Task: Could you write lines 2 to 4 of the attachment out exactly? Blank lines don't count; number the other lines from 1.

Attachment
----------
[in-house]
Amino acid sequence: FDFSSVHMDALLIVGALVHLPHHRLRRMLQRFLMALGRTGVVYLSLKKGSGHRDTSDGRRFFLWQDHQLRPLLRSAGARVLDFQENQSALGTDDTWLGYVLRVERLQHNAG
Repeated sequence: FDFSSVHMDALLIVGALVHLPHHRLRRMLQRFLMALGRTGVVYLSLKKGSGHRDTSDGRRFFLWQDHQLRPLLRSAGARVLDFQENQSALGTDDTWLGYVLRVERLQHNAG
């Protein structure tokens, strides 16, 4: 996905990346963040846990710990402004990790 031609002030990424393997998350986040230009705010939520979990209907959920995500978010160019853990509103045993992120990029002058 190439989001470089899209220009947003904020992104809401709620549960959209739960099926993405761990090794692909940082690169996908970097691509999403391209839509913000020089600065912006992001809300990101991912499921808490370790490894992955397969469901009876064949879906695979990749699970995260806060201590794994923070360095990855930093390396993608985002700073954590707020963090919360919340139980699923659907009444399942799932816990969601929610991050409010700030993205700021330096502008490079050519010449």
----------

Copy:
Amino acid sequence: FDFSSVHMDALLIVGALVHLPHHRLRRMLQRFLMALGRTGVVYLSLKKGSGHRDTSDGRRFFLWQDHQLRPLLRSAGARVLDFQENQSALGTDDTWLGYVLRVERLQHNAG
Repeated sequence: FDFSSVHMDALLIVGALVHLPHHRLRRMLQRFLMALGRTGVVYLSLKKGSGHRDTSDGRRFFLWQDHQLRPLLRSAGARVLDFQENQSALGTDDTWLGYVLRVERLQHNAG
């Protein structure tokens, strides 16, 4: 996905990346963040846990710990402004990790 031609002030990424393997998350986040230009705010939520979990209907959920995500978010160019853990509103045993992120990029002058 190439989001470089899209220009947003904020992104809401709620549960959209739960099926993405761990090794692909940082690169996908970097691509999403391209839509913000020089600065912006992001809300990101991912499921808490370790490894992955397969469901009876064949879906695979990749699970995260806060201590794994923070360095990855930093390396993608985002700073954590707020963090919360919340139980699923659907009444399942799932816990969601929610991050409010700030993205700021330096502008490079050519010449």